Rothschild shuts down 1 well over PFAS levels

PFAS discovered
PFAS discovered(MGN)
Published: Feb. 23, 2022 at 7:42 AM CST
Email This Link
Share on Pinterest
Share on LinkedIn

ROTHSCHILD, Wis. (WSAW) - The village of Rothschild has shut down one of its four well over concerning levels of PFAS.

Per-and polyfluoroalkyl substances, or PFAS, are a group of more than 4,000 manmade chemicals used to create products that resist heat, oil, stains, grease, and water. PFAS are most likely found on clothing, furniture, some adhesives, food packaging, and non-stick surfaces. The chemicals do not break down in the environment. PFAS can contaminate soil and drinking water sources. The chemicals can also build up in humans and animals.

PFAS concentrations were measured in each of the village’s four wells earlier this month. The levels ranged from ‘below’ to ‘just above’ the Wisconsin Department of Health Services recommended groundwater standards.

One of the wells, called ‘Well Four,’ was shut down after the findings. It had the highest number of the chemicals.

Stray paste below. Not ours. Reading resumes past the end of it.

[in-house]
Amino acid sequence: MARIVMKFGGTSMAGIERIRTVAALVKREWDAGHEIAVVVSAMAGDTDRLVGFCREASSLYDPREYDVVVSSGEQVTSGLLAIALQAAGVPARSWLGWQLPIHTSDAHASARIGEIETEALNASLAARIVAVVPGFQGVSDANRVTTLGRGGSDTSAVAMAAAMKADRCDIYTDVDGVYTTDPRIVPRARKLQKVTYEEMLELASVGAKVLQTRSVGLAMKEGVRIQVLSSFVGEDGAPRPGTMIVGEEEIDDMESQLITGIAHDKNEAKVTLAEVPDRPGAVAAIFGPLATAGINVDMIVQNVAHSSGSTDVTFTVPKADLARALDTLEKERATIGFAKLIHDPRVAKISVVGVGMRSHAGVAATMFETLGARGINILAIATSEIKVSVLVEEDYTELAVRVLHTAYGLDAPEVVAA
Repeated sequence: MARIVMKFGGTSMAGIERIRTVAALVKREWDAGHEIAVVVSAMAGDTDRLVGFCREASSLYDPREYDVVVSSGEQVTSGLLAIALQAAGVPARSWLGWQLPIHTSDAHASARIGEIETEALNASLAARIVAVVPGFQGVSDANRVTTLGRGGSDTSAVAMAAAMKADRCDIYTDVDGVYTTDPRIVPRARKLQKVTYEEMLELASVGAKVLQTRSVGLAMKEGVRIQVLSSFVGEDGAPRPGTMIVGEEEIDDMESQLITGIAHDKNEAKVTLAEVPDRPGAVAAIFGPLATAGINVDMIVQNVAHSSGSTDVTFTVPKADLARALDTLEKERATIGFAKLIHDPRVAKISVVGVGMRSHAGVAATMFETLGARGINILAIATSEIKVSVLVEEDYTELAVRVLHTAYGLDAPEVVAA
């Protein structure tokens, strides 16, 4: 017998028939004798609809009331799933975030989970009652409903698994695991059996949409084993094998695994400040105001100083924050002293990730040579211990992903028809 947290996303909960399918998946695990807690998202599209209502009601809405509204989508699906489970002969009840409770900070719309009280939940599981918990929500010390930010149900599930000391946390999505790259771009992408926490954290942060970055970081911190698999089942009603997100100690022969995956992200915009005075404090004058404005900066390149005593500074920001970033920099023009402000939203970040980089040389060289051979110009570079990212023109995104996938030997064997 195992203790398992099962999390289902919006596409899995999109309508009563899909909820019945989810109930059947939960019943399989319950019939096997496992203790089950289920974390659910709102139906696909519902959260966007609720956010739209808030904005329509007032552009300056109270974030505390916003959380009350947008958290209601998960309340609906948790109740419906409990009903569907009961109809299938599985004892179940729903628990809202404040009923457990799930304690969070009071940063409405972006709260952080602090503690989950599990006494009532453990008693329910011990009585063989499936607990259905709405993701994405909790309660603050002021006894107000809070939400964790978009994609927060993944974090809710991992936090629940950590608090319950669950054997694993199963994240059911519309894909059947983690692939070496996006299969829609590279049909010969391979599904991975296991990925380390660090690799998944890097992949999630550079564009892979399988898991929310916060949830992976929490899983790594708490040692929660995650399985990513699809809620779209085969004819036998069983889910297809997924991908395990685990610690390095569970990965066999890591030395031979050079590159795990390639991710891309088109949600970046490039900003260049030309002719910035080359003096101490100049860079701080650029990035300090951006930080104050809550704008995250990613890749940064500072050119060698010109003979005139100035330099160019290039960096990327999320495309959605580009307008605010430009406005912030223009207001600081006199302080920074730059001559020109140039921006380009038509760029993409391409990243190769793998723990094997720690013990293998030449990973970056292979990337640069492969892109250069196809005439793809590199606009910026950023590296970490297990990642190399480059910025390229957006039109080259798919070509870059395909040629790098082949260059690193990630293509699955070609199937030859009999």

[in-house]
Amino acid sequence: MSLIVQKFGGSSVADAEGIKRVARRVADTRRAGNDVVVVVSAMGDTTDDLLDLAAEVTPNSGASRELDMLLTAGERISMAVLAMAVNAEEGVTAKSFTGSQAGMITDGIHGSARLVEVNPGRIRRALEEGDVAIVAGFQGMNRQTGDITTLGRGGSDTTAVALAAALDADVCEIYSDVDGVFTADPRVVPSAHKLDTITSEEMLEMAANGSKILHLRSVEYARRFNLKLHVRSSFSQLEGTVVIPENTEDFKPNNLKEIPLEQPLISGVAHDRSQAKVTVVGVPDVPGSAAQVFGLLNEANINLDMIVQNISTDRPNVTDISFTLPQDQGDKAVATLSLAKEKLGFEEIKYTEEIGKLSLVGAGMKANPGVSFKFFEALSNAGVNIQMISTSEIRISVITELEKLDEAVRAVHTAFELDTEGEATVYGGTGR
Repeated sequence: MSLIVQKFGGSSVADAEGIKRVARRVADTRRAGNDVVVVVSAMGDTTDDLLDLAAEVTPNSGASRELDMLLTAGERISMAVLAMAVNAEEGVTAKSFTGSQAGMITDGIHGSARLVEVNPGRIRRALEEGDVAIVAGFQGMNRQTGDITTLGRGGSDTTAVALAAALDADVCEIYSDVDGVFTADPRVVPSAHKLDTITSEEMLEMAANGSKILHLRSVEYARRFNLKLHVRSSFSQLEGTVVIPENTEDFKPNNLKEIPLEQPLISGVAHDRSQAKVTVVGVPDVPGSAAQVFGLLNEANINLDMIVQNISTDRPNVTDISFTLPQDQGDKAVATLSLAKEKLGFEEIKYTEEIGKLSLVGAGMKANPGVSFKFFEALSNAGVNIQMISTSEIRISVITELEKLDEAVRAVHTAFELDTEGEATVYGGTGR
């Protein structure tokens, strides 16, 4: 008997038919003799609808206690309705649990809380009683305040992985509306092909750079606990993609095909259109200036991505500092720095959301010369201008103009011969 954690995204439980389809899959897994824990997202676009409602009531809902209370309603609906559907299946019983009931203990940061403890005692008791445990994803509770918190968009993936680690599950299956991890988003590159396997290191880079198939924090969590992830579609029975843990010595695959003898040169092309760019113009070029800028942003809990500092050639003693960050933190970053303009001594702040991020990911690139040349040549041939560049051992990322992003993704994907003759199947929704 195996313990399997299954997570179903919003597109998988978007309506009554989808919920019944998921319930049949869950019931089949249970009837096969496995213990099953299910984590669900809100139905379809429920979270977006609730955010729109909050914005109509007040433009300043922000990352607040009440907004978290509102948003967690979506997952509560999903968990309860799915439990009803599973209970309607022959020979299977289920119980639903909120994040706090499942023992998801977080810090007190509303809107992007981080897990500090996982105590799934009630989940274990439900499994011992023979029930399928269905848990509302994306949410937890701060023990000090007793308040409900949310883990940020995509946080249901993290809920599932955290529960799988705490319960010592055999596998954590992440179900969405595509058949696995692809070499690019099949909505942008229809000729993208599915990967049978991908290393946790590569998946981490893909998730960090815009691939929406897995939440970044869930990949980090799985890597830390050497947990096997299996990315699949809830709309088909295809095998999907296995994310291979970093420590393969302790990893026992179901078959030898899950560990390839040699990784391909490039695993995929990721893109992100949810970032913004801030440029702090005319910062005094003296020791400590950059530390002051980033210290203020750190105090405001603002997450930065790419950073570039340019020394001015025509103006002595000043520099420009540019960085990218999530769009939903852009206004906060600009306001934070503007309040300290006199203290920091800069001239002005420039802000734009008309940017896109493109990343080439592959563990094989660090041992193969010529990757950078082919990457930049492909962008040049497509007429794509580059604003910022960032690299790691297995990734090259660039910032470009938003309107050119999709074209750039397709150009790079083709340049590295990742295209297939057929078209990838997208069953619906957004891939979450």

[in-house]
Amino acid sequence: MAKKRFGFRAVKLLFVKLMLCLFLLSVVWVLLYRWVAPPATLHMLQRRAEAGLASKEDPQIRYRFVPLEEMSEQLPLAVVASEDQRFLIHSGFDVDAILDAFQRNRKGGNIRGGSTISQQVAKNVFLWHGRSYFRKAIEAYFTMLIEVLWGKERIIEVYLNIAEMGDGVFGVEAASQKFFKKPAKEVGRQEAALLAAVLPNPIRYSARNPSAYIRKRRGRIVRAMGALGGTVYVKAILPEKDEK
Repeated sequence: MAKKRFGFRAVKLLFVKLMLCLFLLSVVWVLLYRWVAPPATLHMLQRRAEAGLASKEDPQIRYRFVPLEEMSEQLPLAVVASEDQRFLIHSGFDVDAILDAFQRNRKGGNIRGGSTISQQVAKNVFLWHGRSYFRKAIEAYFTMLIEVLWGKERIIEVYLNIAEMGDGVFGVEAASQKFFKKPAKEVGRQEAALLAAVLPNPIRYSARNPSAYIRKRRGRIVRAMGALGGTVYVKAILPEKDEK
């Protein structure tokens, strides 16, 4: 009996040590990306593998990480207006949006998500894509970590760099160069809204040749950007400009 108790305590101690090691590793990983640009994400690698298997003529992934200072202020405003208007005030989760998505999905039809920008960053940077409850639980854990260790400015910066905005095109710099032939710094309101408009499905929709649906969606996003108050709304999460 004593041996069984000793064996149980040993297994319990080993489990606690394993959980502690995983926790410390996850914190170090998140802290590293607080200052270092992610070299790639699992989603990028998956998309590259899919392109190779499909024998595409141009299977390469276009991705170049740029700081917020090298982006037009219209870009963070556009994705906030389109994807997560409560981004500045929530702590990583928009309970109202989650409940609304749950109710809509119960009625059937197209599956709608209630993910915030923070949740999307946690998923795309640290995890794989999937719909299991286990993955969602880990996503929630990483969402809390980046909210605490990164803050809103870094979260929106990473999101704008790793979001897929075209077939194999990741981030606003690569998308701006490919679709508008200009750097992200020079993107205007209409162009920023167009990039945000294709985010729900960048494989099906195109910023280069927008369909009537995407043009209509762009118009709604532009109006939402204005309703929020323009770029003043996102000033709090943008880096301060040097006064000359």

“Well Number Four was a well that we were looking at replacing anyway and now we’re thinking well number four will probably stay off at this point,” said Village Administrator Gary Olsen.

According to a news release, village leaders said they calculated and combined the remaining wells in a way that will provide all customers with drinking water below all recommended PFAS standards.

“We don’t know if this is a long-term solution yet, but it’s the most immediate one, and I think it’s a very good solution that we’re presented with right now,” said DNR Field Operations Director Kyle Burton.

The Rothschild Water Utility is not in violation of any current DNR drinking water standards or regulations.

The Rothschild Water Utility will confirm that the water leaving the treatment plant is below all recommended standards and guidance levels by resampling this week. Results are expected to be available 2-3 weeks from the time of sampling and be available at

A full list of the sampling results, including the individual PFAS compounds, the reported concentrations and DHS recommended standards, can be found at

Copyright 2022 WSAW. All rights reserved.